We started out last week by stating the need to define your financial goal. Not a bad place to start for a column that’s going to be all about personal finance. However, before we go any further, I think we need to understand what personal finance is and why it is important.

As the name suggests, personal finance refers to managing your money, which encompasses saving, investing, budgeting, planning, etc. Understanding the need for personal financial planning helps you to live a financially secure life without running out of funds or into debt.

Your income is the first port of call in personal finance. It is all the money you bring in, which includes salaries, wages, dividends, and other sources of cash.

Expenditure is an outflow of cash and typically where the bulk of the income goes. This has to do with whatever an individual uses their income to buy or pay for. This includes rent, groceries, eating out, home repairs, travels, entertainment, etc.

Being able to manage spending is a critical aspect of personal finance. Individuals must ensure their spending is less than their income, otherwise they will fall into debt.

That is why budgeting is a vital part of personal finance as it helps you to keep track of your spending patterns each month. Start by calculating your total monthly income and then track all of your expenses for the month. This will help you to know where your money is going, where you can save more, and where you can spend little each month.

The best step in any good financial life should be knowing where your money is, and spending less than you make. While we almost all aspire on some level to a lifestyle of the rich and famous, very few get there, and even those who get there may not stay there as a result of poor financial planning. The savings created from good planning can prove beneficial in difficult times.

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So, before committing to a significant expenditure, estimate how much income is likely to be available to you. If attending a burial, wedding, naming ceremony, or marriage anniversary will eat into your savings, avoid them till the right time. Truth be told, you will be called names; accept the name-calling but understand one thing – that these same people will call you worse names if you have to borrow from them to feed or meet your basic needs.

Endeavour to stay within you means, stay within what you can afford. Cut your cloth according to your material, not your size. It is best to continue to live and make purchase in a way that will keep you as financially free as possible and in complete control of your finances.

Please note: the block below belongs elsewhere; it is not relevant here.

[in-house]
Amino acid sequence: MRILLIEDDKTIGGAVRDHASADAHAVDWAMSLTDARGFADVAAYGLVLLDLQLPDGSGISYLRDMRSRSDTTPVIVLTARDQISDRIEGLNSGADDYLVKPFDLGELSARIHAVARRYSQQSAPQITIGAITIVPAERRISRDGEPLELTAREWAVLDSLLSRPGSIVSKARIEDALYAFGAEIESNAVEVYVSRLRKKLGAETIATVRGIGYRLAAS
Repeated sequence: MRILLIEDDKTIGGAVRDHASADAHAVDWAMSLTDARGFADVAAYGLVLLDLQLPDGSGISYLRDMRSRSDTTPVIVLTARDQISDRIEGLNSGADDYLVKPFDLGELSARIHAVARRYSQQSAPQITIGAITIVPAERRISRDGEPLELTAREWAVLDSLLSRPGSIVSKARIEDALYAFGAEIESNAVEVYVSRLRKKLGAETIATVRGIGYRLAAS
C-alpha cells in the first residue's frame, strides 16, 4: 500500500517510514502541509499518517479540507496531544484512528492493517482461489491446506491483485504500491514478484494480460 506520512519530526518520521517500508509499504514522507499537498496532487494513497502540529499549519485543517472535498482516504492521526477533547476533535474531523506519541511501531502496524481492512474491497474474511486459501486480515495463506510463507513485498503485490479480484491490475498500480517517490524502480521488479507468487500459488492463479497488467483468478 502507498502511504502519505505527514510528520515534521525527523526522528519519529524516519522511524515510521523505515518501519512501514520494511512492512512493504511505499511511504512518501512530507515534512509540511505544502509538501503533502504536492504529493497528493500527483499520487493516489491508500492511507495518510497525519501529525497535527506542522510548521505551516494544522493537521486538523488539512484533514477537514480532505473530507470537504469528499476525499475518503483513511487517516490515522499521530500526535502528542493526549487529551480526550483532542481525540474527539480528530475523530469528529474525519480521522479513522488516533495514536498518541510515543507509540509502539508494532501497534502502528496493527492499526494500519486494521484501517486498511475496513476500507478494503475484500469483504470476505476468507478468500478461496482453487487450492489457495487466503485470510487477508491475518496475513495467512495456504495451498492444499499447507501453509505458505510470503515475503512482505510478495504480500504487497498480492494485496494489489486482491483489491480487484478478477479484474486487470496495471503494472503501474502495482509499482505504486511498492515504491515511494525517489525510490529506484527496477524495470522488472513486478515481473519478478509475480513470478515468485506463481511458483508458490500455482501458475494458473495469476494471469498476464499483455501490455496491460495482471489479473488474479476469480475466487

Whether you’re in your 20’s still trying to figure out this thing called life, or just starting to learn about personal finance, in your 30’s and looking to better manage your funds, or in your 50’s and looking forward to your retirement age, one thing is certain, you should be saving for the future. It is important to set up an emergency saving fund to cover any financial hardship that may arise in the future. For instance, you can make sure there is enough insurance coverage to replace any lost income in case the family’s breadwinner becomes unable to work or passes away.

And here’s something parents should take note of. A South African pension and insurance expert looking at the demographic trend in Nigeria stated that the new generation of children have taken to western lifestyle and would gradually think less of the extended family pattern of living.

“It is common to find these days family sizes pruning down to three and four, unlike what existed in the past and that suggests that people want to keep smaller homes, so the tendency that they will have a luxury to begin to look after aged parents in the future is declined,” the expert said.

The implication of this, the expert said, is that people should now begin to think of how to provide for their future and retirement, rather than want to depend on their children who may have chosen to live the city way of life, or who may still be struggling to find their feet. This reality demands that people begin to get knowledgeable on how to provide for their future through pension plans, such that dependence on children and relatives for support would be less if it must be.

Bottom line: Personal finance is necessary for everyone – the young as well as the old. It provides you with the understanding of how a decision you make today affects your tomorrow. It is about making smart choices that lead to financial stability. Wherever you find yourself in life, make sure you are growing in the aspect of your finance because it is a habit that can literally save your life. No matter how much or how little you earn, a portion of it should be kept as savings. E get why.